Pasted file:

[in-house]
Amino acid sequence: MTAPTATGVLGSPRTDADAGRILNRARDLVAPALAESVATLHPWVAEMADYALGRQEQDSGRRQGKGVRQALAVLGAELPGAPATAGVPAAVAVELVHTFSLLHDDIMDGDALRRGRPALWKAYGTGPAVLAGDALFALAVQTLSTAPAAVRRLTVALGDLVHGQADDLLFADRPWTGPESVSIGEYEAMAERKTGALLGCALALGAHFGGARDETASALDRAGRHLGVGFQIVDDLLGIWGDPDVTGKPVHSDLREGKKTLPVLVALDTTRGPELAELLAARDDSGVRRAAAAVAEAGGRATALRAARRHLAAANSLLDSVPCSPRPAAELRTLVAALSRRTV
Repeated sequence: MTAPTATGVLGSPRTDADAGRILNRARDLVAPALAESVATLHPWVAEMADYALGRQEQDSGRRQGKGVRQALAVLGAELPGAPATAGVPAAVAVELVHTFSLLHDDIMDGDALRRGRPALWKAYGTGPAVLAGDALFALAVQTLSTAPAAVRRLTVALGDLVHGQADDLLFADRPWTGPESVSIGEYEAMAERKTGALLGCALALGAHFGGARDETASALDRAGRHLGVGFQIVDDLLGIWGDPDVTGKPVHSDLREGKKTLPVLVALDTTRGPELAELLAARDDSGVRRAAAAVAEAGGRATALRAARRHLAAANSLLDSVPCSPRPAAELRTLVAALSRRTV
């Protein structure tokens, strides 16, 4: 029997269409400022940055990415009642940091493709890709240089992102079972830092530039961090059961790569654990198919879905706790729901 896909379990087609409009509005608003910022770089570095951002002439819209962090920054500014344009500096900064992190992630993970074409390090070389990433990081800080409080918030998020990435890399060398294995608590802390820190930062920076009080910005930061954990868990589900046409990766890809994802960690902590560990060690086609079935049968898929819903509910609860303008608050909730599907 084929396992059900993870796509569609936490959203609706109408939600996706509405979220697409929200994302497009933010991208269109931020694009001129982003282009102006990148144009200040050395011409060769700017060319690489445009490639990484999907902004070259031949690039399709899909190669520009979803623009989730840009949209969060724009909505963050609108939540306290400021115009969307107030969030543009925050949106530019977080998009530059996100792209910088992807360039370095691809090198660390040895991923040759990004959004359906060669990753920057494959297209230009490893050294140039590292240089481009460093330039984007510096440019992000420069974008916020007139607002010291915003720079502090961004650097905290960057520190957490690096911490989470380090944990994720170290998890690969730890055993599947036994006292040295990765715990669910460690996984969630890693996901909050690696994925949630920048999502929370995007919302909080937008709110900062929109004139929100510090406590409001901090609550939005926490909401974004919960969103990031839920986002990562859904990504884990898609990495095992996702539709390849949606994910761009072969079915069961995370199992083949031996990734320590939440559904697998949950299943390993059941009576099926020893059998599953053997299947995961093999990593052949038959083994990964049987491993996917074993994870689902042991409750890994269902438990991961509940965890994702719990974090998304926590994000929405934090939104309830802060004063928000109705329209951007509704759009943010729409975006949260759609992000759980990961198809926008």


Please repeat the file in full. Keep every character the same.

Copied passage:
[in-house]
Amino acid sequence: MTAPTATGVLGSPRTDADAGRILNRARDLVAPALAESVATLHPWVAEMADYALGRQEQDSGRRQGKGVRQALAVLGAELPGAPATAGVPAAVAVELVHTFSLLHDDIMDGDALRRGRPALWKAYGTGPAVLAGDALFALAVQTLSTAPAAVRRLTVALGDLVHGQADDLLFADRPWTGPESVSIGEYEAMAERKTGALLGCALALGAHFGGARDETASALDRAGRHLGVGFQIVDDLLGIWGDPDVTGKPVHSDLREGKKTLPVLVALDTTRGPELAELLAARDDSGVRRAAAAVAEAGGRATALRAARRHLAAANSLLDSVPCSPRPAAELRTLVAALSRRTV
Repeated sequence: MTAPTATGVLGSPRTDADAGRILNRARDLVAPALAESVATLHPWVAEMADYALGRQEQDSGRRQGKGVRQALAVLGAELPGAPATAGVPAAVAVELVHTFSLLHDDIMDGDALRRGRPALWKAYGTGPAVLAGDALFALAVQTLSTAPAAVRRLTVALGDLVHGQADDLLFADRPWTGPESVSIGEYEAMAERKTGALLGCALALGAHFGGARDETASALDRAGRHLGVGFQIVDDLLGIWGDPDVTGKPVHSDLREGKKTLPVLVALDTTRGPELAELLAARDDSGVRRAAAAVAEAGGRATALRAARRHLAAANSLLDSVPCSPRPAAELRTLVAALSRRTV
């Protein structure tokens, strides 16, 4: 029997269409400022940055990415009642940091493709890709240089992102079972830092530039961090059961790569654990198919879905706790729901 896909379990087609409009509005608003910022770089570095951002002439819209962090920054500014344009500096900064992190992630993970074409390090070389990433990081800080409080918030998020990435890399060398294995608590802390820190930062920076009080910005930061954990868990589900046409990766890809994802960690902590560990060690086609079935049968898929819903509910609860303008608050909730599907 084929396992059900993870796509569609936490959203609706109408939600996706509405979220697409929200994302497009933010991208269109931020694009001129982003282009102006990148144009200040050395011409060769700017060319690489445009490639990484999907902004070259031949690039399709899909190669520009979803623009989730840009949209969060724009909505963050609108939540306290400021115009969307107030969030543009925050949106530019977080998009530059996100792209910088992807360039370095691809090198660390040895991923040759990004959004359906060669990753920057494959297209230009490893050294140039590292240089481009460093330039984007510096440019992000420069974008916020007139607002010291915003720079502090961004650097905290960057520190957490690096911490989470380090944990994720170290998890690969730890055993599947036994006292040295990765715990669910460690996984969630890693996901909050690696994925949630920048999502929370995007919302909080937008709110900062929109004139929100510090406590409001901090609550939005926490909401974004919960969103990031839920986002990562859904990504884990898609990495095992996702539709390849949606994910761009072969079915069961995370199992083949031996990734320590939440559904697998949950299943390993059941009576099926020893059998599953053997299947995961093999990593052949038959083994990964049987491993996917074993994870689902042991409750890994269902438990991961509940965890994702719990974090998304926590994000929405934090939104309830802060004063928000109705329209951007509704759009943010729409975006949260759609992000759980990961198809926008």